Report: 70% of America Under Severe Risk of Partisan Gerrymandering
Editor's Note: This article originally appeared on The Fulcrum, and has been republished on IVN with permission from the publisher.
As states prepare to redraw their election maps later this year, democracy reform advocates are raising the alarm once more about the severe threat of gerrymandering facing a vast majority of the country.
The Gerrymandering Threat Index, released Monday by RepresentUs, identifies 35 states — with a collective population of more than 188 million people — at extreme or high risk of partisan gerrymandering this cycle. These are red and blue states, ranging in population from Texas to Wyoming.
While some states enacted redistricting reforms over the last decade, politicians still have control over the mapmaking process in most states. Republicans will have the advantage in 21 states, Democrats will lead the redrawing in nine and another nine will have a divided government in charge.
In its 160-page report, RepresentUs assessed the threat of gerrymandering in all 50 states using five key questions:
- Can politicians control how election maps are drawn?
- Can election map drawing be done in secret?
- Can election maps be rigged for partisan gain?
- Are the legal standards weak?
- Are rigged election maps hard to challenge in court?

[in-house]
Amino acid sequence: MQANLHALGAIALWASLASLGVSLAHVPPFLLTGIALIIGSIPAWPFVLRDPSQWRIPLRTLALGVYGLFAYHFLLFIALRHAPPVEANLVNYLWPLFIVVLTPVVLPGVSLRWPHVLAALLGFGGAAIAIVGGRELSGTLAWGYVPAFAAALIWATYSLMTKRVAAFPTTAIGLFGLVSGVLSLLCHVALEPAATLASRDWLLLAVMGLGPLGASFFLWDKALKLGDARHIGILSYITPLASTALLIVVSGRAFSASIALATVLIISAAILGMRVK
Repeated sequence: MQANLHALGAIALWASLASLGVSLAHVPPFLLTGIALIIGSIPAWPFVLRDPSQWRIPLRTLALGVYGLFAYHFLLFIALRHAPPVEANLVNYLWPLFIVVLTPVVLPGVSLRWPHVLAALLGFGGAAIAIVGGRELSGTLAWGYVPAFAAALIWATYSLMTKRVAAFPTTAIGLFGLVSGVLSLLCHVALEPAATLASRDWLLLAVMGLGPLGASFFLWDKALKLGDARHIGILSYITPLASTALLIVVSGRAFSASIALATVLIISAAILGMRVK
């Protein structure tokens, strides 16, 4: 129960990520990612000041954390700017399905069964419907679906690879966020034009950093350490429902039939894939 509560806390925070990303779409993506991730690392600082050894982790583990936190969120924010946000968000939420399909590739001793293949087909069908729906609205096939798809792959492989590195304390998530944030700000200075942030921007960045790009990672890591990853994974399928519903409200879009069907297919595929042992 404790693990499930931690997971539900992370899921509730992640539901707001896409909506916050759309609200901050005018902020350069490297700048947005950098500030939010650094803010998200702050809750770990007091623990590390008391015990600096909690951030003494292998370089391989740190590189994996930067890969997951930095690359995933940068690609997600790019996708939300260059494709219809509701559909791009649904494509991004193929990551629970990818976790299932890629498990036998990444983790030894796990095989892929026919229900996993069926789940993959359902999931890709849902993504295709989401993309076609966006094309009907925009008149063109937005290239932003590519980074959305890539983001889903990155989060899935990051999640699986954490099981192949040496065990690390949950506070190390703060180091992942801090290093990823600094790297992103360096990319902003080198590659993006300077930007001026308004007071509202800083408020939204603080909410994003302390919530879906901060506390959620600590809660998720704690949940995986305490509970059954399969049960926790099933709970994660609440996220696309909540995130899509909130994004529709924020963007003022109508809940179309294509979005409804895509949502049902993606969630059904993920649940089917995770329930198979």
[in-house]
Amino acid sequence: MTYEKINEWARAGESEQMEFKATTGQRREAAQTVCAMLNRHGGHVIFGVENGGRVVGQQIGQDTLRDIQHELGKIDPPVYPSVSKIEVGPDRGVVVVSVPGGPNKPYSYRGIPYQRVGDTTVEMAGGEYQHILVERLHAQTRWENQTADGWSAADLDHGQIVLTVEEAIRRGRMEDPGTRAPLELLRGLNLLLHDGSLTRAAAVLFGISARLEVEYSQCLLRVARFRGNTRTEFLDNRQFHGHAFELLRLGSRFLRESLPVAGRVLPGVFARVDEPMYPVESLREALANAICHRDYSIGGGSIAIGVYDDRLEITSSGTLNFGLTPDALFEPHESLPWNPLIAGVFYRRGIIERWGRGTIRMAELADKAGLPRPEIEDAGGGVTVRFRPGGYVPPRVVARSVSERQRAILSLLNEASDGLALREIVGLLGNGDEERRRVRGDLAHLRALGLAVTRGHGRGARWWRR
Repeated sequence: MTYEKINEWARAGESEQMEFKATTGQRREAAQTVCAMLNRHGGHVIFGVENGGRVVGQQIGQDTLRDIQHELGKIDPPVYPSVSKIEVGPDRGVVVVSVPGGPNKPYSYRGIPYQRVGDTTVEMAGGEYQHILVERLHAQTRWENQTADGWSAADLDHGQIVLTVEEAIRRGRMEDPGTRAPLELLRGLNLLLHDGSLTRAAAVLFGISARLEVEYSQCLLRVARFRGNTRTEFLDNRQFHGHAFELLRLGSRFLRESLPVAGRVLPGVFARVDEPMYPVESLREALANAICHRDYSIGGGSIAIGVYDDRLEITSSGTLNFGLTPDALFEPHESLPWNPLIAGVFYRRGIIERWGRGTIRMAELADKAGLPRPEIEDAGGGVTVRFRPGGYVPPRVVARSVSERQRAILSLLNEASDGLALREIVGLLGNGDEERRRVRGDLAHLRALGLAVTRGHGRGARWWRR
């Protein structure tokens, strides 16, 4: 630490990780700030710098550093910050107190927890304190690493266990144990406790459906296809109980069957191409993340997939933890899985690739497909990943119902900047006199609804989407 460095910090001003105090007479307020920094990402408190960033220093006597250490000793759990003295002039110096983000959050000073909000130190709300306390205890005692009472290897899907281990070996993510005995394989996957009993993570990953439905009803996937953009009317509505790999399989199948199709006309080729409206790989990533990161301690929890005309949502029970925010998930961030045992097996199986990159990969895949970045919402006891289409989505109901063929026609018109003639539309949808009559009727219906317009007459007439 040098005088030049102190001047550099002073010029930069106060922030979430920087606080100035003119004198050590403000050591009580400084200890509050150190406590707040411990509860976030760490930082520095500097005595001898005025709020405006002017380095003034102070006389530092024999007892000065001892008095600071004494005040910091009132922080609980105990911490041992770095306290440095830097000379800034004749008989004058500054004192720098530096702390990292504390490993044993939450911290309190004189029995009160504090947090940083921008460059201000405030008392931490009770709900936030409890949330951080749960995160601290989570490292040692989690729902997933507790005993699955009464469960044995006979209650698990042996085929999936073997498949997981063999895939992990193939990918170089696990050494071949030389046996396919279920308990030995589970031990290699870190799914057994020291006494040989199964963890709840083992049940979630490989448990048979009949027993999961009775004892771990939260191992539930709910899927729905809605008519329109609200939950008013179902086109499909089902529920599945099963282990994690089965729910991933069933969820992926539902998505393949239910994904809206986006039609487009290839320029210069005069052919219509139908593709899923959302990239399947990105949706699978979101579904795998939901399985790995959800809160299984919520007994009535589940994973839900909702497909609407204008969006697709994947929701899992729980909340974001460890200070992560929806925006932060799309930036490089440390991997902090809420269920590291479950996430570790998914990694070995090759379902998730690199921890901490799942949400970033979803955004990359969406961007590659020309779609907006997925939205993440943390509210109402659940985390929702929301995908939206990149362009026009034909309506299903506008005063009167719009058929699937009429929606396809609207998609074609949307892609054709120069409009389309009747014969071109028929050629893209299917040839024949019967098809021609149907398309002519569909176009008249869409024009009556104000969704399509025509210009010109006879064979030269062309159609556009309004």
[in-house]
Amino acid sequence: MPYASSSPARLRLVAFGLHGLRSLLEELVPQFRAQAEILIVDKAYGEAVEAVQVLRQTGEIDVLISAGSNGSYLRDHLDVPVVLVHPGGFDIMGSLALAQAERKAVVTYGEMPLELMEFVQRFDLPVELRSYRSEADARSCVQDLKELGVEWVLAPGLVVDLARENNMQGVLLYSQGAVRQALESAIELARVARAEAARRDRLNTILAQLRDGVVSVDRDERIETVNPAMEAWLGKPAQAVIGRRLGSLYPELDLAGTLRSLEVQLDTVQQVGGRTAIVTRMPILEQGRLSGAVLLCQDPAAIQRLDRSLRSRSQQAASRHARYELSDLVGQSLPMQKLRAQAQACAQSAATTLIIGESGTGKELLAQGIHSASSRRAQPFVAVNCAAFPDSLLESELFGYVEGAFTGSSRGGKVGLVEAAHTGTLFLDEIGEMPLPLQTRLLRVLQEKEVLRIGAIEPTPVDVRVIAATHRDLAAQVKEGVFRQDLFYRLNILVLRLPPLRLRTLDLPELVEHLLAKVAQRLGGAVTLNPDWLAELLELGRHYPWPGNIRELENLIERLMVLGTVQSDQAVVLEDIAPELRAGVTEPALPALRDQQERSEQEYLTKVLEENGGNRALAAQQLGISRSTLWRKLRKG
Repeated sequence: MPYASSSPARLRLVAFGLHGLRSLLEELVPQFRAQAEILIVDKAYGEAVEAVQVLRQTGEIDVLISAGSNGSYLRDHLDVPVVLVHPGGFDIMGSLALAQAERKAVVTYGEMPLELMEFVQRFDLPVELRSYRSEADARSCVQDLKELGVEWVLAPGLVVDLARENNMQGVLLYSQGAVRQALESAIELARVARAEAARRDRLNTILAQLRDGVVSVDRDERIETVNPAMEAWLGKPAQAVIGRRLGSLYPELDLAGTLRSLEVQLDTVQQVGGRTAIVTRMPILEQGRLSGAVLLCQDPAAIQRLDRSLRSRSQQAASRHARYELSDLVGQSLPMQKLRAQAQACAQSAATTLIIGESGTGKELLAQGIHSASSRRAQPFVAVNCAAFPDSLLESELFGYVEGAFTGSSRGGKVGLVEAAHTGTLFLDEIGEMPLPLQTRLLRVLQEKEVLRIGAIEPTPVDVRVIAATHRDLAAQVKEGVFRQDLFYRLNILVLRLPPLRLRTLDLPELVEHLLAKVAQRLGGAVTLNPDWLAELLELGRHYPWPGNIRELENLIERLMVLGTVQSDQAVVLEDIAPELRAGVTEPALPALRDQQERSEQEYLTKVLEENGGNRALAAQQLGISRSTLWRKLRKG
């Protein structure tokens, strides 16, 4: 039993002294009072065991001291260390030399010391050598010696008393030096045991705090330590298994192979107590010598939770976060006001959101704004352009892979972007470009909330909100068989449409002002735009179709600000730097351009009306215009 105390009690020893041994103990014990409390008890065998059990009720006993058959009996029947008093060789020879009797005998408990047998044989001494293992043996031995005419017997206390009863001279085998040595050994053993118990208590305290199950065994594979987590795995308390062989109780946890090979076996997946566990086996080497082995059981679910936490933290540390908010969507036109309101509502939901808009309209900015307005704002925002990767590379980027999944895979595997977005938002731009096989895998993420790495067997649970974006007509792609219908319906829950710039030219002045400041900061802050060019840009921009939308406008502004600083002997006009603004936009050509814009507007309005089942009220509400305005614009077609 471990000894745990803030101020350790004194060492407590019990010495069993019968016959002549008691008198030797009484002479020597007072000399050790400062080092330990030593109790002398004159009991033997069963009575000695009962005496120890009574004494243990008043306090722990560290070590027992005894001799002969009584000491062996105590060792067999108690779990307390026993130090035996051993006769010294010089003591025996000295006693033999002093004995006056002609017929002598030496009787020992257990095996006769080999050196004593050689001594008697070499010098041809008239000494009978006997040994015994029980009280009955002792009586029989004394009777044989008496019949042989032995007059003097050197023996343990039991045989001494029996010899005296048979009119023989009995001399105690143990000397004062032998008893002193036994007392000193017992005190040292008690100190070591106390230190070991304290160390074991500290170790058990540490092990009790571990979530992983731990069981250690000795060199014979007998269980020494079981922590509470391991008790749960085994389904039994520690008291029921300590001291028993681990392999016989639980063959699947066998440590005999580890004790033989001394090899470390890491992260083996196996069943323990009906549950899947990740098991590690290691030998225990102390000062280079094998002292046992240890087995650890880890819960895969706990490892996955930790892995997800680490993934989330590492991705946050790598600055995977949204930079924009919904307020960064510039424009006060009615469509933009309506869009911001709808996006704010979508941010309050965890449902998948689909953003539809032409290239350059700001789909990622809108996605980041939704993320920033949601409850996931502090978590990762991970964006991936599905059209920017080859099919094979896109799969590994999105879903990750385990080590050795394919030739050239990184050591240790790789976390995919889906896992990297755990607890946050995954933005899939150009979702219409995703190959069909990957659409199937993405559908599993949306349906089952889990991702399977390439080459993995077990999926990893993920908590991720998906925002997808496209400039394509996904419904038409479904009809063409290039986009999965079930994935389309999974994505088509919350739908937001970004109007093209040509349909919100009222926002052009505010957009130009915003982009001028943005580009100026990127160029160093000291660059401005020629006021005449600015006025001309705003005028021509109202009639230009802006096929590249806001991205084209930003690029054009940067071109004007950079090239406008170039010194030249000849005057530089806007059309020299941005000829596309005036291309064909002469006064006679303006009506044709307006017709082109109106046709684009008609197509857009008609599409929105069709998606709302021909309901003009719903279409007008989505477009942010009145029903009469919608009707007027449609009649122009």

Based on the answers to each question, RepresentUs marked whether the state was at a low, moderate or high risk of gerrymandering. If the answer to one or more of these questions was "yes," that indicated the state is at an elevated risk of partisan gerrymandering. These five ratings were then used to calculate a state's overall risk assessment.
RepresentUs found that the threat of gerrymandering was extreme in 27 states, high in eight states, moderate in two states, lower in six states and minimal in seven states. Of the states at extreme risk, 10 received the worst rating for all five questions. Only California was labeled a low-risk state across the board.
The country-wide solution to this pervasive problem, the report says, is Congress passing the For the People Act, more commonly known as HR 1. The sweeping reform legislation includes a provision requiring states to use independent redistricting commissions for their congressional maps, if they don't already have one in place.
Under HR 1, the states now considered at extreme risk would move to the low-risk category — all but ending partisan gerrymandering, the report says.
"This report makes it clear that gerrymandering is a national crisis that needs an urgent and bold solution. Politicians are already preparing to pick their voters during this year's redistricting. But with the For the People Act, Congress has a chance to stop them before they get started," said Josh Silver, CEO and co-founder of RepresentUs.
While House Democrats already passed HR 1 in March, the bill's fate in the 50-50 Senate is not as optimistic. With the filibuster still intact, it's unlikely the reform package will receive enough votes to pass.